¶15 The record shows that the officers were directed to respond to the burglary call from Mrs. Henson's home and were informed by Officer Branscum to be on the alert for someone that would be in possession of the stolen jewelry and someone wearing a jacket with a snap missing. As the officers approached Mrs. Henson's home, they observed the Appellant and Miles, approximately 100 hundred yards from the home, walking away from it. Both officers recognized Appellant, dressed in blue jeans and a black coat, from his previous contacts with law enforcement. Appellant's coat was missing a snap from the lower left side. Appellant and Miles were detained and questioned by the officers. Questioning the Appellant, Officer Noggle noticed a large bulge in the upper left pocket of Appellant's coat. Fearing Appellant's possession of a weapon, Noggle conducted a pat-down search and discovered a six inch long flashlight. Noggle also observed a large bulge in the front right pocket of Appellant's jeans. This contained jewelry, later identified as that stolen from Mrs. Goodwin's home. Noggle then placed Appellant under arrest and read him the Miranda warning.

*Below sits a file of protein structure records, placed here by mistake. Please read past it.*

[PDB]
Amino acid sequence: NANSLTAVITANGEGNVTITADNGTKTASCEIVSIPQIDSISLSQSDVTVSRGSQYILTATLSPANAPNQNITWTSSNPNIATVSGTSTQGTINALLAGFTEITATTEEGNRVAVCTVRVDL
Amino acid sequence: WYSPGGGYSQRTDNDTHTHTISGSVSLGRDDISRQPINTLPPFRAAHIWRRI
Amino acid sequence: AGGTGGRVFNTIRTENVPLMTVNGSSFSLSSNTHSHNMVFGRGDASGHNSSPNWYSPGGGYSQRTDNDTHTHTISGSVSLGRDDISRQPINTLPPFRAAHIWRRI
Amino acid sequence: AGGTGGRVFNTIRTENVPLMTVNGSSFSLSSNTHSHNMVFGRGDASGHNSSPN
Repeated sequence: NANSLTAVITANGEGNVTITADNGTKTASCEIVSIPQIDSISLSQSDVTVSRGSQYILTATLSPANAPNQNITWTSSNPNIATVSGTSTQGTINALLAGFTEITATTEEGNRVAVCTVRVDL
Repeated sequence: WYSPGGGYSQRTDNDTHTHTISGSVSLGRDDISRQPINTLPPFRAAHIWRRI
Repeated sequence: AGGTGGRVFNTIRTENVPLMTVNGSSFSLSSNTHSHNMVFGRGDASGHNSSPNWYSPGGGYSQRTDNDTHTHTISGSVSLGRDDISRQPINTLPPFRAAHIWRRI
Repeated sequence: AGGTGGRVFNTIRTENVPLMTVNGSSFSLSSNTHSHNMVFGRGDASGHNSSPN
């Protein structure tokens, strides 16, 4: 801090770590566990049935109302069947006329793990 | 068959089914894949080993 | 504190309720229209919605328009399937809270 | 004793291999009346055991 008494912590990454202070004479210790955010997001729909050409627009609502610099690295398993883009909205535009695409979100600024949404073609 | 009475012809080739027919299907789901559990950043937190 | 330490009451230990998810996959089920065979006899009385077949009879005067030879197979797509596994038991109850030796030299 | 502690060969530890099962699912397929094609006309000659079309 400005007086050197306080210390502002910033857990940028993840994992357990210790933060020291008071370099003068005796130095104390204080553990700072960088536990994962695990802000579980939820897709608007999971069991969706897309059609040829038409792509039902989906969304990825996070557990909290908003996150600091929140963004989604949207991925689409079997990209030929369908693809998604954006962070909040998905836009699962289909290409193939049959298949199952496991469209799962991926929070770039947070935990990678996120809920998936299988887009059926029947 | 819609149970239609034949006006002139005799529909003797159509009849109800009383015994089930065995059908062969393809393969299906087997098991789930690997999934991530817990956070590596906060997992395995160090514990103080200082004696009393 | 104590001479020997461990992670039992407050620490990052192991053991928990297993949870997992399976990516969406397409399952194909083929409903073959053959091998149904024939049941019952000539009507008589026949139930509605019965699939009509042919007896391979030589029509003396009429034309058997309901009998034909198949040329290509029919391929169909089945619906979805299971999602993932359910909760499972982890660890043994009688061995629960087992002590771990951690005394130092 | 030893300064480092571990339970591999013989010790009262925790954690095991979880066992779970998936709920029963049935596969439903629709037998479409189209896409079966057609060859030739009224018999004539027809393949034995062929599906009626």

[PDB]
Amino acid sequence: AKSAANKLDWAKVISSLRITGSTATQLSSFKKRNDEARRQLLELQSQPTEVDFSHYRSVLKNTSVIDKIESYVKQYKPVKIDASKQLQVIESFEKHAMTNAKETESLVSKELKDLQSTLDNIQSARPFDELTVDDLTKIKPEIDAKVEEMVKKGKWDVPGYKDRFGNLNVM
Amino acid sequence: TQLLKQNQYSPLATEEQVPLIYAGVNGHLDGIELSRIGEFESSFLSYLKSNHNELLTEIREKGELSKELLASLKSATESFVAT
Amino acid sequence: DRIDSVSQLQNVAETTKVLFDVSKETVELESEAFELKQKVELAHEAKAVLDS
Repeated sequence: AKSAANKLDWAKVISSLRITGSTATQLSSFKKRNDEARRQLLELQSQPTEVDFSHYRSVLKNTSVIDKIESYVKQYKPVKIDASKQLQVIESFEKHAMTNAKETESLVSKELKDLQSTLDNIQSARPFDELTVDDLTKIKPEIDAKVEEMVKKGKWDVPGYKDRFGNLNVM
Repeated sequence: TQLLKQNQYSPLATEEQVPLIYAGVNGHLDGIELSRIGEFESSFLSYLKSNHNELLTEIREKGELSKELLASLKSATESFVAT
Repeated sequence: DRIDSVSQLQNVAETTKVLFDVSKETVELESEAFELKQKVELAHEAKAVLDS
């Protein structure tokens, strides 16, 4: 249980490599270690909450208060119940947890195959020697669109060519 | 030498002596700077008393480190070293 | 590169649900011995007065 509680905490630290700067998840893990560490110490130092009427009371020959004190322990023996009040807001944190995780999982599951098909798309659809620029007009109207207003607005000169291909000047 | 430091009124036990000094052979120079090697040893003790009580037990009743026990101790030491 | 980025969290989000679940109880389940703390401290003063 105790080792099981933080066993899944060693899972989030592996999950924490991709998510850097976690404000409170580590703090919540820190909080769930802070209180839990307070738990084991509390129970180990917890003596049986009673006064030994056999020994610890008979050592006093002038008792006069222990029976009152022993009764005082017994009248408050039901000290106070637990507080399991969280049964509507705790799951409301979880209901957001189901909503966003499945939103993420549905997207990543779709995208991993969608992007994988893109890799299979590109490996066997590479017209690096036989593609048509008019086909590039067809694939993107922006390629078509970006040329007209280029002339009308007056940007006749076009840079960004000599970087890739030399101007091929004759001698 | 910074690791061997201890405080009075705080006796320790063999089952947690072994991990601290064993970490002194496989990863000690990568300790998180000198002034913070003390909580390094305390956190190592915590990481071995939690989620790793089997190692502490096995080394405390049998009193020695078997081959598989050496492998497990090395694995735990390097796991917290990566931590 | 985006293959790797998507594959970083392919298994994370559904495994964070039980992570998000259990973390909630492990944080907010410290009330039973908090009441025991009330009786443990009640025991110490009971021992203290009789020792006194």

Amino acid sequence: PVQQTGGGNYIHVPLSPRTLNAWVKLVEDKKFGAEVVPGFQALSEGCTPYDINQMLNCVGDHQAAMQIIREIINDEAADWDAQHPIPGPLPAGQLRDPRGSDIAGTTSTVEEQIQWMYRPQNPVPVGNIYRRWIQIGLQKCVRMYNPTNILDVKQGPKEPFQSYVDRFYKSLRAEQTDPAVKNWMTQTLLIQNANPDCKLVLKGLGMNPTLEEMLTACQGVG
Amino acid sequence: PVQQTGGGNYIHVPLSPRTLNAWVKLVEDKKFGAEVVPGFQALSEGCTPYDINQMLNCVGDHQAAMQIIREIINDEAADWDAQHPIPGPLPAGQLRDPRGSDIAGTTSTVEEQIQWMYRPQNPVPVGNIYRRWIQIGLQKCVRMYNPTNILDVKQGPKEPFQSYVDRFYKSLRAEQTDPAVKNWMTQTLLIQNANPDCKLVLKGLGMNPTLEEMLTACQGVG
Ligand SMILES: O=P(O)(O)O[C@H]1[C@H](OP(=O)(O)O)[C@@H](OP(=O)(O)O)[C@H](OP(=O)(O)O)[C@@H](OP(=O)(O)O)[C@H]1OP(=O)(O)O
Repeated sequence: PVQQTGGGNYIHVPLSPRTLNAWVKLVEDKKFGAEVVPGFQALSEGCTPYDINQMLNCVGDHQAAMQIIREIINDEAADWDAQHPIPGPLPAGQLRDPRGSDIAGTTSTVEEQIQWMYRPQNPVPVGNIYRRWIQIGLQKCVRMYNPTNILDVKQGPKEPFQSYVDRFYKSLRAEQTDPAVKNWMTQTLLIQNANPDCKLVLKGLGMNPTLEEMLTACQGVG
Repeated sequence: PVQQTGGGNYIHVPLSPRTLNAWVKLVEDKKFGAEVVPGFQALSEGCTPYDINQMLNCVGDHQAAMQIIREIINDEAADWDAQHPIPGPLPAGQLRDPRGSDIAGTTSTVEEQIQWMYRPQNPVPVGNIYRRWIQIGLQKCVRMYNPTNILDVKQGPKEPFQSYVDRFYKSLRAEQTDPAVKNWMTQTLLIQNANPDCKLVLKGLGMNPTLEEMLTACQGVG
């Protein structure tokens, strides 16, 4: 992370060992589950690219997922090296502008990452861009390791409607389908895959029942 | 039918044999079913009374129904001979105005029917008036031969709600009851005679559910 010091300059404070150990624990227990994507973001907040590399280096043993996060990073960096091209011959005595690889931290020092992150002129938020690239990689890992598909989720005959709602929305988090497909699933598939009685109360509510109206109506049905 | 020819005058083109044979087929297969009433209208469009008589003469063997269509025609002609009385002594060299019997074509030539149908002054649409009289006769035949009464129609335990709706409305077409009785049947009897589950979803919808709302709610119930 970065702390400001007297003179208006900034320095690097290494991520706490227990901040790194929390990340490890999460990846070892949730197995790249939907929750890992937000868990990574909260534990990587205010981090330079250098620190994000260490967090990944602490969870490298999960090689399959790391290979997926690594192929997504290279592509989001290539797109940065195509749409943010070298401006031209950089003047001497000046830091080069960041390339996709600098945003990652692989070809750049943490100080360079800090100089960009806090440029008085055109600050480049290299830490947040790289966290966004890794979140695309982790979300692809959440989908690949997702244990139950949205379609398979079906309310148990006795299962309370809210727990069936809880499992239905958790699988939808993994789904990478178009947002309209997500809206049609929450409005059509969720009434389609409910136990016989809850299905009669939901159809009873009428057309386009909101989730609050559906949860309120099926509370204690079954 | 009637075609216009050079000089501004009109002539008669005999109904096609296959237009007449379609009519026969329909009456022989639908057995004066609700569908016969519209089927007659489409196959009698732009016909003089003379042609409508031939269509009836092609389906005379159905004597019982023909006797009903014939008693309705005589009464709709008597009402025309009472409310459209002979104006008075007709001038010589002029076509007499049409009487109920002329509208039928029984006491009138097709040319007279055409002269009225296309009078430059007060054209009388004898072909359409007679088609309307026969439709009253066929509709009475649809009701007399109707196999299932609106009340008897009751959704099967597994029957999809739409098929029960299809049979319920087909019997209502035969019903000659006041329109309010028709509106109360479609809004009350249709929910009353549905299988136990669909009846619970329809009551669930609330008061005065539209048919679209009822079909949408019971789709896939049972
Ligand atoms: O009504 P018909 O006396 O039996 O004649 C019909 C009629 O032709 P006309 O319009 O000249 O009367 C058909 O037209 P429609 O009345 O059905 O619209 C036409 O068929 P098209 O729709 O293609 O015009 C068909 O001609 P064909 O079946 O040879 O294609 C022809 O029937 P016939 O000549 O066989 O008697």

¶16 The Fourth Amendment to the United States Constitution prohibits only unreasonable searches. Therefore, "[t]he touchstone of our analysis under the Fourth Amendment is always `the reasonableness in all the circumstances of the particular governmental invasion of a citizens personal security.'" Pennsylvania v. Mimms, 434 U.S. 106, 109, 98 S. Ct. 330, 332, 54 L. Ed. 2d 331 (1977), quoting Terry v. Ohio, 392 U.S. 1, 19, 88 S. Ct. 1868, 1878, 20 L. Ed. 2d 889 (1968). The reasonableness will vary with the circumstances of each search.